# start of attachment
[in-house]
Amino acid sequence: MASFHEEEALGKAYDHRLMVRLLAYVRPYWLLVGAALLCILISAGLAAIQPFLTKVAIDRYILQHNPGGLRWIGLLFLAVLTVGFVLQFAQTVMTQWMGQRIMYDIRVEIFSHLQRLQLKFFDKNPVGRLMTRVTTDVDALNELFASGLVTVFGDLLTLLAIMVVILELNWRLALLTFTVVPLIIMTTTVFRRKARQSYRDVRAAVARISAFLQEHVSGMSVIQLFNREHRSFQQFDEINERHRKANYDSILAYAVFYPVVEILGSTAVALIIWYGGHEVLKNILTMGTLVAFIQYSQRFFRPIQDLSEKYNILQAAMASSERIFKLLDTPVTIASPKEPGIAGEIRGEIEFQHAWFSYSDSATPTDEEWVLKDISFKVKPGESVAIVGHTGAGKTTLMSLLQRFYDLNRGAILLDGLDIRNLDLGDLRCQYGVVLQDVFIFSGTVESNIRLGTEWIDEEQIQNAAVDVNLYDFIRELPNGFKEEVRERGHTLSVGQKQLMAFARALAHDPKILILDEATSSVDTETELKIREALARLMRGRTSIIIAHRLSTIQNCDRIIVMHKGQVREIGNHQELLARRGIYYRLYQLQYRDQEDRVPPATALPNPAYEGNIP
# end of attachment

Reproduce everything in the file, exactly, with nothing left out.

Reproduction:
[in-house]
Amino acid sequence: MASFHEEEALGKAYDHRLMVRLLAYVRPYWLLVGAALLCILISAGLAAIQPFLTKVAIDRYILQHNPGGLRWIGLLFLAVLTVGFVLQFAQTVMTQWMGQRIMYDIRVEIFSHLQRLQLKFFDKNPVGRLMTRVTTDVDALNELFASGLVTVFGDLLTLLAIMVVILELNWRLALLTFTVVPLIIMTTTVFRRKARQSYRDVRAAVARISAFLQEHVSGMSVIQLFNREHRSFQQFDEINERHRKANYDSILAYAVFYPVVEILGSTAVALIIWYGGHEVLKNILTMGTLVAFIQYSQRFFRPIQDLSEKYNILQAAMASSERIFKLLDTPVTIASPKEPGIAGEIRGEIEFQHAWFSYSDSATPTDEEWVLKDISFKVKPGESVAIVGHTGAGKTTLMSLLQRFYDLNRGAILLDGLDIRNLDLGDLRCQYGVVLQDVFIFSGTVESNIRLGTEWIDEEQIQNAAVDVNLYDFIRELPNGFKEEVRERGHTLSVGQKQLMAFARALAHDPKILILDEATSSVDTETELKIREALARLMRGRTSIIIAHRLSTIQNCDRIIVMHKGQVREIGNHQELLARRGIYYRLYQLQYRDQEDRVPPATALPNPAYEGNIP